Paragon: Speedy resolution in everyone’s interests
THIS article, “Ultimatum for diamond mine” ( Lesotho Times, January 14, 2016), has been noticed by a lot of Paragon Diamonds Limited investors and has brought to light a lot of unanswered questions regarding what has been going on with the Mothae acquisition.
When Paragon’s Executive Chairman, Philip Falzon Sant Manduca, took charge he came with a vision of creating a new kind of Diamond company, one which would turn Paragon into a major player and protect companies value. He had 4 immediate goals…. 1) Protecting company value 2) Acquiring Mothae 3) Funding and 4) To commence mining ASAP. The way this has unfolded has left myself and many other private investors very upset but after reading this article I can understand what has happened.
Funding for Lemphane was never going to be easy, but by acquiring Mothae that would have required more funding but easier to acquire due to the scope of the mining. What we as private investors were told was that new mining machinery was required to yield better quality diamonds without breaking the bigger stones so I understand why older redundant machinery was sold. Mr Manduca stated that acquiring machinery for two mines at once would be cheaper than acquiring machinery for two mines separately so we understood why he hadn’t started on Lemphane straight away. What we weren’t aware of was that Paragon was contractually obligated to start mining Lemphane earlier. If the Minister and Paragon had not come to an arrangement, I can then understand the bad faith the Minister views Paragon with. The Minister’s priority is to ensure that the country’s interests are looked after and that the Basotho people are given jobs and security that this brings…. especially now that it looks like the real recession is about to hit the world.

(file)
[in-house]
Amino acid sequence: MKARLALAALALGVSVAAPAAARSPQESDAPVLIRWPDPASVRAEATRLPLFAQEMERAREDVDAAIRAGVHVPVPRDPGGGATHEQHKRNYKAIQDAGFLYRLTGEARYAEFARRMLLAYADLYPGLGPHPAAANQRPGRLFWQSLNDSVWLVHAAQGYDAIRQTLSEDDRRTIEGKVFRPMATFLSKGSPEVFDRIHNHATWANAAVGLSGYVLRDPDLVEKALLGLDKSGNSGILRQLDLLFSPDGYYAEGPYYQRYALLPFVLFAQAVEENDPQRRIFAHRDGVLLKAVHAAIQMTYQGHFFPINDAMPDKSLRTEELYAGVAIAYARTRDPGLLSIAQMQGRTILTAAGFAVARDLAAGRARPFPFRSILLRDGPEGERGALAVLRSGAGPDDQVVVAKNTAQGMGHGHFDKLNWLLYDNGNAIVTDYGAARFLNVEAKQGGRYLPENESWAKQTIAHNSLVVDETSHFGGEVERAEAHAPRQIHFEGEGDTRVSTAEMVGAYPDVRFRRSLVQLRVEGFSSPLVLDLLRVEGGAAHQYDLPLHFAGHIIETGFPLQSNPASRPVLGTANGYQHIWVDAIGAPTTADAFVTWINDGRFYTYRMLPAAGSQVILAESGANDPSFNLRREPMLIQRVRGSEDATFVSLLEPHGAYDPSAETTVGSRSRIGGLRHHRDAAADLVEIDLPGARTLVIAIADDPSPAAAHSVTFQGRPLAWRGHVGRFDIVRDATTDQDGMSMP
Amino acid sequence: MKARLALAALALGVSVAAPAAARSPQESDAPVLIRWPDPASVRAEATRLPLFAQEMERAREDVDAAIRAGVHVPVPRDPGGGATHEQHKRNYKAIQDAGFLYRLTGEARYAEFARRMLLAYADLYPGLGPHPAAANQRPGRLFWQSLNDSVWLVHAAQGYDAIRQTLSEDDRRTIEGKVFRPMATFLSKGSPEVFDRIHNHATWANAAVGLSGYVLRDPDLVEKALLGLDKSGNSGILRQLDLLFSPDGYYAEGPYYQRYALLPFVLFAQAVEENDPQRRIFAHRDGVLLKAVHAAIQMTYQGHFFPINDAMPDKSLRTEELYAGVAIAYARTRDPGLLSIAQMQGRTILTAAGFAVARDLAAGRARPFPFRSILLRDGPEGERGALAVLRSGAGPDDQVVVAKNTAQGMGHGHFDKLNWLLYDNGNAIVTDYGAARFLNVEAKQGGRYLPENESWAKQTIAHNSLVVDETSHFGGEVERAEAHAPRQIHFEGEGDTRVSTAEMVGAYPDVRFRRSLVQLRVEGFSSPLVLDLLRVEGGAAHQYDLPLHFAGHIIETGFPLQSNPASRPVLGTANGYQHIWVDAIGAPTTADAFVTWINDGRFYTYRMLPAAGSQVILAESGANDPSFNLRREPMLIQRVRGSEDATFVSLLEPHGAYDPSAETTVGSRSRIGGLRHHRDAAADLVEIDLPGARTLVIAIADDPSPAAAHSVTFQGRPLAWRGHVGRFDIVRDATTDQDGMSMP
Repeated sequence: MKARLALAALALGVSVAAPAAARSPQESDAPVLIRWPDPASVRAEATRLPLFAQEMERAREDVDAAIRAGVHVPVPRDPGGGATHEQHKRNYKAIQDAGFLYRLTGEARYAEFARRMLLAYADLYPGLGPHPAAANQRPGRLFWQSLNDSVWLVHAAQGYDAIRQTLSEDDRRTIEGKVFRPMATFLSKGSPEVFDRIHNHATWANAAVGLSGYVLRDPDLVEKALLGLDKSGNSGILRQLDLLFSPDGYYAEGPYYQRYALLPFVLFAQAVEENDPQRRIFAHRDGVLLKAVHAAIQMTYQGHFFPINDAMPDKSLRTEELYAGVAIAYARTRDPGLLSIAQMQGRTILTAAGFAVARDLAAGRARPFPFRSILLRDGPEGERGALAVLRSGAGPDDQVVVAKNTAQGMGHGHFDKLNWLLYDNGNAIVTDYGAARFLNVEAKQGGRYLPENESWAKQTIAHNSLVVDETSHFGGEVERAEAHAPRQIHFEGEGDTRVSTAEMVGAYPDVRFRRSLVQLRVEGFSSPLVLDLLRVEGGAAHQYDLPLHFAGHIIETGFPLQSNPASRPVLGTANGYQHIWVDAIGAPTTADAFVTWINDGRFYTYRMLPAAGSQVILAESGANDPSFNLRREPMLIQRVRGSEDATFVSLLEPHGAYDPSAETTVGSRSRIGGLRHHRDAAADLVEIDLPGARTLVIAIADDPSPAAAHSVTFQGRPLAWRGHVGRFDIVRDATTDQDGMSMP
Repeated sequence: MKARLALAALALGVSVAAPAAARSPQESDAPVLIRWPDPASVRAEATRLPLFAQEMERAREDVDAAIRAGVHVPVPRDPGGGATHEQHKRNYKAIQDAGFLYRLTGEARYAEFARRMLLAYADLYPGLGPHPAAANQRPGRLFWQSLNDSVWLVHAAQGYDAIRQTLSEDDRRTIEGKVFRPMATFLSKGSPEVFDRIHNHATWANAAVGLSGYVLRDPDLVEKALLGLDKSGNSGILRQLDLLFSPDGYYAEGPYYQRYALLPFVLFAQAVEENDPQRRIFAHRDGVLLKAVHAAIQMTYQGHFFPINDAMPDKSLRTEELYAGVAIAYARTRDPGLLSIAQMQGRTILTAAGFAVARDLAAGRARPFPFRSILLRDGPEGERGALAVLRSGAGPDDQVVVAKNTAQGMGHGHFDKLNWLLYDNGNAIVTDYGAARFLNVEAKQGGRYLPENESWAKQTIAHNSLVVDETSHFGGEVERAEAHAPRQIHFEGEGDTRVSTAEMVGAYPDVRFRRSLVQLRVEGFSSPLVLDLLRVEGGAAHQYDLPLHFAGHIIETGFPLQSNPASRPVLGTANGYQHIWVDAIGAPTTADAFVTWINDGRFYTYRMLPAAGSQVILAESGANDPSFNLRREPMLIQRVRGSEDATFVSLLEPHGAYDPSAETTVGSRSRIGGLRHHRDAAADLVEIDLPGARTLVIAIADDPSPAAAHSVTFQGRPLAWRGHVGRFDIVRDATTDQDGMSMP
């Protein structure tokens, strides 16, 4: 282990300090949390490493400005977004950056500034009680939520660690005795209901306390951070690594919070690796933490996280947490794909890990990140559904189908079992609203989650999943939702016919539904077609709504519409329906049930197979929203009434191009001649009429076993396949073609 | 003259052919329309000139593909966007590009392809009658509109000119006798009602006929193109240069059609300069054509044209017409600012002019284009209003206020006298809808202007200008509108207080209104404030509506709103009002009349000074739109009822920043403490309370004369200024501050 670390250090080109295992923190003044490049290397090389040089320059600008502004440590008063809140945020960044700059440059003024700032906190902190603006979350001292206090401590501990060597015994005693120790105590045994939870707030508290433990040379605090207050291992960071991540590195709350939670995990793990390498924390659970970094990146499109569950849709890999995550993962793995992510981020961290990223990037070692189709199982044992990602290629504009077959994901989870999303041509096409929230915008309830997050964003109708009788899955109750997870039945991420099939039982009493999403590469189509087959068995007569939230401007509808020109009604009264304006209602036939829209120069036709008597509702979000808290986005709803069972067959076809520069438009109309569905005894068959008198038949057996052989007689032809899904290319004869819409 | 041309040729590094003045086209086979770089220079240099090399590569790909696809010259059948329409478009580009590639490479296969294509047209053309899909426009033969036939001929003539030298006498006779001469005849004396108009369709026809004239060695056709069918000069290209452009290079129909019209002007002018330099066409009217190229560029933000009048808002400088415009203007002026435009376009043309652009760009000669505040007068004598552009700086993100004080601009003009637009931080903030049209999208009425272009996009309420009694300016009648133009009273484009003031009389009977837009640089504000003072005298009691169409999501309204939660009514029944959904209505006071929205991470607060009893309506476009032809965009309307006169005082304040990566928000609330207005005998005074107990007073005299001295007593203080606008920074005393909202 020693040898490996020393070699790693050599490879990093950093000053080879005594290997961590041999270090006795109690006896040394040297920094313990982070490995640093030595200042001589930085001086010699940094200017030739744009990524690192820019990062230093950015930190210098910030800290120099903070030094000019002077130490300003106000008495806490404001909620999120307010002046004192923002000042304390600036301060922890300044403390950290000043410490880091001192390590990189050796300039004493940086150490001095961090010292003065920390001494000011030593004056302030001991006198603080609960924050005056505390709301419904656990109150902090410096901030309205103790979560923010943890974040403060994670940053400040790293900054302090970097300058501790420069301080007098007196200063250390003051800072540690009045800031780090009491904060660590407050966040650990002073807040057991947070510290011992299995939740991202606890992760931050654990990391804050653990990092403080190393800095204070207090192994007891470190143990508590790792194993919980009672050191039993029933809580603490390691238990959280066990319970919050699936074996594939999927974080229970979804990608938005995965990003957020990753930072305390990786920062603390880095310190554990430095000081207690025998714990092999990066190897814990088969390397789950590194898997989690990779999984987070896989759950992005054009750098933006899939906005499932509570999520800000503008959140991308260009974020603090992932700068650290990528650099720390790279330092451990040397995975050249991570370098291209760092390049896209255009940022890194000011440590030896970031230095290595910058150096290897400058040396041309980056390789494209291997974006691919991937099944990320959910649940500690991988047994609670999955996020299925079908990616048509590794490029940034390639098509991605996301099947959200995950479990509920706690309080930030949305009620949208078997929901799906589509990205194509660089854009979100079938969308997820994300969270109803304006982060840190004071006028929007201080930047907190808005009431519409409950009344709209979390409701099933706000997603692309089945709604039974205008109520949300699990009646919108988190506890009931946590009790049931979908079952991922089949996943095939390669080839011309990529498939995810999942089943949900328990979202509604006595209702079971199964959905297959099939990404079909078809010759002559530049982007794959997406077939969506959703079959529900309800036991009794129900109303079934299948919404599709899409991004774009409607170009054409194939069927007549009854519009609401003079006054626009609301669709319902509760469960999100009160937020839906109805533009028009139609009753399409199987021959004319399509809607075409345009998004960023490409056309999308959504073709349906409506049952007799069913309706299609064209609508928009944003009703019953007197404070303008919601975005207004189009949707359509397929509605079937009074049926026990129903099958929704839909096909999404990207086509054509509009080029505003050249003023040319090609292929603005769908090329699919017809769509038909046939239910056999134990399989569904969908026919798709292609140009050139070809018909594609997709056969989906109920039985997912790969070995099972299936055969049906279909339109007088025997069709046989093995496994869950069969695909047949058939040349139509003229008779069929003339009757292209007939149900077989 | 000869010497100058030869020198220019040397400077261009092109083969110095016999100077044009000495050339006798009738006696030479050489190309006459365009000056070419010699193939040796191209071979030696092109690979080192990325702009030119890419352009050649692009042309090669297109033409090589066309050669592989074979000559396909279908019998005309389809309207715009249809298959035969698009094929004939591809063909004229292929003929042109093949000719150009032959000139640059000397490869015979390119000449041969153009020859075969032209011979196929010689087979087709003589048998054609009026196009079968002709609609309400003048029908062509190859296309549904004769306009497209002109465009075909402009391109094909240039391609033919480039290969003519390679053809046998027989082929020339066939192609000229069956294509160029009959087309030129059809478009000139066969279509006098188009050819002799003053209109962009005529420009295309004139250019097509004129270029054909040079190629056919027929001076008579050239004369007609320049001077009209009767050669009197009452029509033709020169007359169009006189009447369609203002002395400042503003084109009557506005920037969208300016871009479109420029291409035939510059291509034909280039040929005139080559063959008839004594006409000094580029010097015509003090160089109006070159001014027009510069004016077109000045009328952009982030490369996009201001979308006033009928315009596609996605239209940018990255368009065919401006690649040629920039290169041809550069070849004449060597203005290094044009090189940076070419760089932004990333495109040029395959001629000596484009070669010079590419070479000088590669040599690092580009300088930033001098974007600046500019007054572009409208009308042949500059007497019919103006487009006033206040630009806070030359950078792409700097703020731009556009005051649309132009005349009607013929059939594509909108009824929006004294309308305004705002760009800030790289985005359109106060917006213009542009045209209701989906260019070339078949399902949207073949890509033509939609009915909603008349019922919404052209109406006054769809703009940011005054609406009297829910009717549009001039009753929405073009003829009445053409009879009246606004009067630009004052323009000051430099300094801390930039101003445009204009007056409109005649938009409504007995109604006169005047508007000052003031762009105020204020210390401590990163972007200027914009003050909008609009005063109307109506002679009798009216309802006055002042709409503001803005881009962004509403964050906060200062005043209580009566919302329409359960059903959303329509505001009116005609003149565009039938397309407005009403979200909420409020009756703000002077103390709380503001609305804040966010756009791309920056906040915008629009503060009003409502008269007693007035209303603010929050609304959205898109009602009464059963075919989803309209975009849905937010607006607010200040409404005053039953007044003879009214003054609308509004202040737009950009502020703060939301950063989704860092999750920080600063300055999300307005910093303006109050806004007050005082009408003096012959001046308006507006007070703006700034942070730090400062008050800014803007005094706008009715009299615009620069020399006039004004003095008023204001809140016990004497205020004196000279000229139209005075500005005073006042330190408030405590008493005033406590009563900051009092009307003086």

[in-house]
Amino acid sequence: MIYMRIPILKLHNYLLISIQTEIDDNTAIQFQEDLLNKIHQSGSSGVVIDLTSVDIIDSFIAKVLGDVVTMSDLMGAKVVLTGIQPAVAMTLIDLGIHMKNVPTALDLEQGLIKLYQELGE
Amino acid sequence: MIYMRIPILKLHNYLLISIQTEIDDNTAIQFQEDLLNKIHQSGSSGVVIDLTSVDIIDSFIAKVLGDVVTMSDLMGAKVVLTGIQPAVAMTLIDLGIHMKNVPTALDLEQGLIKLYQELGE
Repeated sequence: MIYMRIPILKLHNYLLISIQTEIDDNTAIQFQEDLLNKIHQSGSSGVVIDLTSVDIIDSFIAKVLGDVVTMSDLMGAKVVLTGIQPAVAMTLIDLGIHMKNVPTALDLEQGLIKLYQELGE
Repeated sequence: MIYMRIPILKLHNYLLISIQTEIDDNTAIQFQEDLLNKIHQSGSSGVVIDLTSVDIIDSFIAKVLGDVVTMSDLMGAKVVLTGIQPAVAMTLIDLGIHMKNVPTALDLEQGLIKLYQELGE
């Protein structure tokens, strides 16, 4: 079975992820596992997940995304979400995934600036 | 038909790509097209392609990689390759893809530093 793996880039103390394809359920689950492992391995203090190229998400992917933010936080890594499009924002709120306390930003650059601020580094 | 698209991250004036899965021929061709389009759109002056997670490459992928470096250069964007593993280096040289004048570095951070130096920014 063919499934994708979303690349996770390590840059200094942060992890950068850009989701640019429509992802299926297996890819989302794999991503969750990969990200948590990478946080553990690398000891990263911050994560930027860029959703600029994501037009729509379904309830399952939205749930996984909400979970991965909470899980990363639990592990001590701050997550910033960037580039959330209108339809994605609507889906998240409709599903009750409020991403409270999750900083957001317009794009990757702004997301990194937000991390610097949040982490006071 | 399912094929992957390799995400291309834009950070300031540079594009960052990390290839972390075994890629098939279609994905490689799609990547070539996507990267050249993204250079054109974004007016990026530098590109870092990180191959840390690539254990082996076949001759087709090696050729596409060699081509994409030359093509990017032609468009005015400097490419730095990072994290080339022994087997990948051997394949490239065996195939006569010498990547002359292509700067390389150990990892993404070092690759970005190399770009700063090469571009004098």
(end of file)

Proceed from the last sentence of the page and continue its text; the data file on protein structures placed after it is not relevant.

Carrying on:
The global markets are about to crash and anybody with a bit of sense would have known that a massive recession was on its way. Hence the reason why funding has been hard to come by. Now Paragon has had her trading suspended to protect her against hostile takeovers and delisted due to this which the shareholders are not happy about but understand why.
But what we are not happy about is how negotiations have taken place. There seems to be some miscommunication between Paragon and the Lesotho government.
Paragon has according to the above mentioned article failed to contractually start mining Lemphane. This has meant a failure to create immediate jobs for the local Basotho people and text messages are very unprofessional. I can understand why the Minister is upset because Paragon so far has failed to show the Minister that it is going to look after the interests of the Basotho people.
I can also understand most (minus one or two things) why Paragon has done what it has. Generating finance right now is an absolute nightmare in Europe especially for a sector that will be hard hit by a massive global recession ie: diamonds. But if t Paragon can mine Mothae and Lemphane at the same time then Mr Manduca will be able to build the company he seeks to build which will thrive even in times of recession unlike other diamond miners.
At the end of the day, we all want the same thing. We all want mining to commence immediately at both mines generating income for Lesotho and Paragon. As a native of South Africa, I want jobs and infrastructure for southern Africa especially in this volatile recession climate.
If Paragon is allowed to mine both mines this will create another strong mining company in Lesotho creating strong competition with the likes of Gem diamonds which would be favourable to the government rather than a small monopoly. Also should a recession kick in soon other miners will need to cut costs firstly with job cuts, Paragon on the other hand will immediately be creating and maintaining jobs ensuring incomes for the local populations. And then obviously investors like myself from South Africa will maintain our interests in a company that will benefit southern Africa.
I personally believe, that if Paragon has finally got the money and can transfer it, Mr Manduca and the Minister need to meet face to face in the traditional man to man format, put away any gripes, apologise for all misunderstandings, offer new assurances (even be it bonuses to the local communities for loss of income, because surely a Minister who can organise his people jobs and a starting bonus would become a legend) and just get this deal signed so we can get to business, create jobs and start mining. Prolonging this any further will only cost income for everyone involved.